Coon Rapids businesses will soon be able to apply for grant relief from the city for coronavirus-related losses.
Using funds the city received from the federal coronavirus relief bill, businesses with under 20 employees will be able to get up to $15,000. Businesses with 20-100 employees are eligible for up to $30,000.
The council authorized $1.6 million for an initial round of grants. Staff may ask the council for more funds if needed to meet all requests for aid.
An earlier proposed version of the program included language about a lottery for receiving aid, but that was removed. Economic Development Coordinator Matt Brown said he hopes the city will be able to fund all the requests using the $1.6 million allocated to the program.
The money allocated is about a third of what the city received through the relief bill. The goal was to strike a balance between assuring businesses that the city is investing in the program and reserving enough money to cover other costs and programs, according to city staff.
To be eligible, a business must be majority-owned by a permanent resident of Minnesota and have a physical location in Coon Rapids.
“In general businesses will simply have to demonstrate a financial hardship, and we want to provide a lot of flexibility with respect to what constitutes a hardship,” Brown said. “So that could be a loss in revenue year-over-year, it could also be simply just a verification that a business was affected by the shutdown orders that occurred earlier this spring.”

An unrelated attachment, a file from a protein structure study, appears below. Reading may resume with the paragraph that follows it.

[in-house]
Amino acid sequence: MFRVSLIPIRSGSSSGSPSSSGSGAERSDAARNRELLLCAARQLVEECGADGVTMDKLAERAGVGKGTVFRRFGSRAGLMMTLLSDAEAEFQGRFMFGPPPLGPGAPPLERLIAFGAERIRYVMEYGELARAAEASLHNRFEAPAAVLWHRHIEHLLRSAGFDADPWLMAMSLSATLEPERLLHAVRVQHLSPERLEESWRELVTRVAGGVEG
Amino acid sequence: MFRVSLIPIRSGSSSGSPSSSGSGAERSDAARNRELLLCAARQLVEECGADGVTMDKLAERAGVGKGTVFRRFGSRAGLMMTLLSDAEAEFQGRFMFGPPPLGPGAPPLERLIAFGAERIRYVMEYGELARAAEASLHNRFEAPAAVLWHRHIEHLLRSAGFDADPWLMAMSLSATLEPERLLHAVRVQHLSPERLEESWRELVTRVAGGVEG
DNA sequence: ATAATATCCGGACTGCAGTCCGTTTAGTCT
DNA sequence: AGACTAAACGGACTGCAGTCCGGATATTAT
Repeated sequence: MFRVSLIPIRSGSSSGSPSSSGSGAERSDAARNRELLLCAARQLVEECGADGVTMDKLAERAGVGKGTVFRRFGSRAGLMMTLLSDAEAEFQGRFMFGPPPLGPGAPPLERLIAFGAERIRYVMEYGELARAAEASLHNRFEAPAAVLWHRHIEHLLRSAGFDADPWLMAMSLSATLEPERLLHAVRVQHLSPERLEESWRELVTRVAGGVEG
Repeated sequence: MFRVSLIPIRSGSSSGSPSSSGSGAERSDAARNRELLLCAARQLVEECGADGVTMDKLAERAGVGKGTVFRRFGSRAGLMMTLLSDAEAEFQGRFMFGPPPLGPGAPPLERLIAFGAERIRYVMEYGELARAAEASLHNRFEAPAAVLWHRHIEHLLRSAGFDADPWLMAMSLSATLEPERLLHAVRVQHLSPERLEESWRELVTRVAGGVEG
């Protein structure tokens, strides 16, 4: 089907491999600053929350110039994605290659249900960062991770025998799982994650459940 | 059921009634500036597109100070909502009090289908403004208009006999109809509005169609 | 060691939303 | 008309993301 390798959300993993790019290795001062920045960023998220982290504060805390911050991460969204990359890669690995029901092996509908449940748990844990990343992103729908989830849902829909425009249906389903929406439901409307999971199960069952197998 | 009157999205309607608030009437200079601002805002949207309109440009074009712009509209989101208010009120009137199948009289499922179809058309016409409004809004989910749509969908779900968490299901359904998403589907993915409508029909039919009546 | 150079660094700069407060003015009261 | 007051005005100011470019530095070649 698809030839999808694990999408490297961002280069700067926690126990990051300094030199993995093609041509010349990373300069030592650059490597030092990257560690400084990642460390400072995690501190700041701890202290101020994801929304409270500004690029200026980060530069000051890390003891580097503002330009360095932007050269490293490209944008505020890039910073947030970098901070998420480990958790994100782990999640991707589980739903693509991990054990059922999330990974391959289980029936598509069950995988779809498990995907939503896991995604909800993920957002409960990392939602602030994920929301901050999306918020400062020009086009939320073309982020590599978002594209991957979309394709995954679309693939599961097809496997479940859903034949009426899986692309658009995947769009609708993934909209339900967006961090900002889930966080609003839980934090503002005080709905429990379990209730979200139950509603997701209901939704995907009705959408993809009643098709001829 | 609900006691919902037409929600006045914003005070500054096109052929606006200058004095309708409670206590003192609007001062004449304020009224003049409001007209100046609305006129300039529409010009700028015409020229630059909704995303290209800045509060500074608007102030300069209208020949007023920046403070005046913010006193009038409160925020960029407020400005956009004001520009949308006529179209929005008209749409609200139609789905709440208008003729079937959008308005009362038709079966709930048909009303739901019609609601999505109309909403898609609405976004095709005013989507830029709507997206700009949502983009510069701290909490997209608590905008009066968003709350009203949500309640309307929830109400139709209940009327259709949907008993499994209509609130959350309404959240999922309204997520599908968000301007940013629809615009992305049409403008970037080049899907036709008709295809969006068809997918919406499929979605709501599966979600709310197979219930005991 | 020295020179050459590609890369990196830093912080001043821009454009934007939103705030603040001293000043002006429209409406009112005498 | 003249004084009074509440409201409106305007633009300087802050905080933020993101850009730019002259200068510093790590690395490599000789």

Ineligible businesses include home-based businesses, real estate or property management, adult entertainment and multistate chains — unless they are locally-owned franchises.
City staff acknowledged that home-based businesses also likely experienced losses during the pandemic, but their operating costs tend to be lower, according to council documents.
Council Member Jennifer Geisler pointed out that while the grant could not cover payroll already covered by the Paycheck Protection Program, it can cover payroll costs that continue after PPP funding has expired.
“I think the program is phenomenal,” Geisler said. “I think it will really help our businesses, and that is the whole intent.”
Applications for the program should become available on the city’s website for a 10-day window in late August. Eligible applicants will be asked to submit financial information for review.
Grants are slated to be awarded by early fall.